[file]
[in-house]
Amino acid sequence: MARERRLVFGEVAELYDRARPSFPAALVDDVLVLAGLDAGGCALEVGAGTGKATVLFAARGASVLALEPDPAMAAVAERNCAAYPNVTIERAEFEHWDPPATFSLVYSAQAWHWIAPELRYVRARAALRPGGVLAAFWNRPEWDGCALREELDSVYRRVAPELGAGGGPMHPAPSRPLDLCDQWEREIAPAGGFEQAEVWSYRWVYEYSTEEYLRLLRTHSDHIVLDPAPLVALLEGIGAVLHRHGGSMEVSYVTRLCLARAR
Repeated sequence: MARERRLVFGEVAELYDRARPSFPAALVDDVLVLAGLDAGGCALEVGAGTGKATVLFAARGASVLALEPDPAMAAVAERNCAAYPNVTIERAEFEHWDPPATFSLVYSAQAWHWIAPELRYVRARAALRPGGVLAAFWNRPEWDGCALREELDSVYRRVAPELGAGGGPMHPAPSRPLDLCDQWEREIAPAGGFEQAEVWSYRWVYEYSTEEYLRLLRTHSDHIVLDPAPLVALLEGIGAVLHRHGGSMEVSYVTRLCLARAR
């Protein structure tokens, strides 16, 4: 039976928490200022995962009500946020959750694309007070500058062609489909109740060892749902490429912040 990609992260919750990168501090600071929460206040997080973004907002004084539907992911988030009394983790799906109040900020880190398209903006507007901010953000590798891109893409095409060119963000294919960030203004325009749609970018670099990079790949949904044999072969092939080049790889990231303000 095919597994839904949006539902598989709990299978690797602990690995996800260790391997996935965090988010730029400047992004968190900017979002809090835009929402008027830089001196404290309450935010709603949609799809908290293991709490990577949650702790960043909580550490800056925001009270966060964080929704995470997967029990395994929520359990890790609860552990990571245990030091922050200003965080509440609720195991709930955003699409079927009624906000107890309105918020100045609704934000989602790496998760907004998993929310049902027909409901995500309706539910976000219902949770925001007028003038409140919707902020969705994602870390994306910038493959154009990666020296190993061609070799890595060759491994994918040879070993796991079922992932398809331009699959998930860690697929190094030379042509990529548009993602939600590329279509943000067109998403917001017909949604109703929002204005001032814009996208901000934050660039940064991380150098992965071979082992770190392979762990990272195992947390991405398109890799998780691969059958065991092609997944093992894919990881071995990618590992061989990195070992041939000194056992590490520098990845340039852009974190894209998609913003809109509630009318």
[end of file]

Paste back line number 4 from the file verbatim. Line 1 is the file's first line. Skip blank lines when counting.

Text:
């Protein structure tokens, strides 16, 4: 039976928490200022995962009500946020959750694309007070500058062609489909109740060892749902490429912040 990609992260919750990168501090600071929460206040997080973004907002004084539907992911988030009394983790799906109040900020880190398209903006507007901010953000590798891109893409095409060119963000294919960030203004325009749609970018670099990079790949949904044999072969092939080049790889990231303000 095919597994839904949006539902598989709990299978690797602990690995996800260790391997996935965090988010730029400047992004968190900017979002809090835009929402008027830089001196404290309450935010709603949609799809908290293991709490990577949650702790960043909580550490800056925001009270966060964080929704995470997967029990395994929520359990890790609860552990990571245990030091922050200003965080509440609720195991709930955003699409079927009624906000107890309105918020100045609704934000989602790496998760907004998993929310049902027909409901995500309706539910976000219902949770925001007028003038409140919707902020969705994602870390994306910038493959154009990666020296190993061609070799890595060759491994994918040879070993796991079922992932398809331009699959998930860690697929190094030379042509990529548009993602939600590329279509943000067109998403917001017909949604109703929002204005001032814009996208901000934050660039940064991380150098992965071979082992770190392979762990990272195992947390991405398109890799998780691969059958065991092609997944093992894919990881071995990618590992061989990195070992041939000194056992590490520098990845340039852009974190894209998609913003809109509630009318």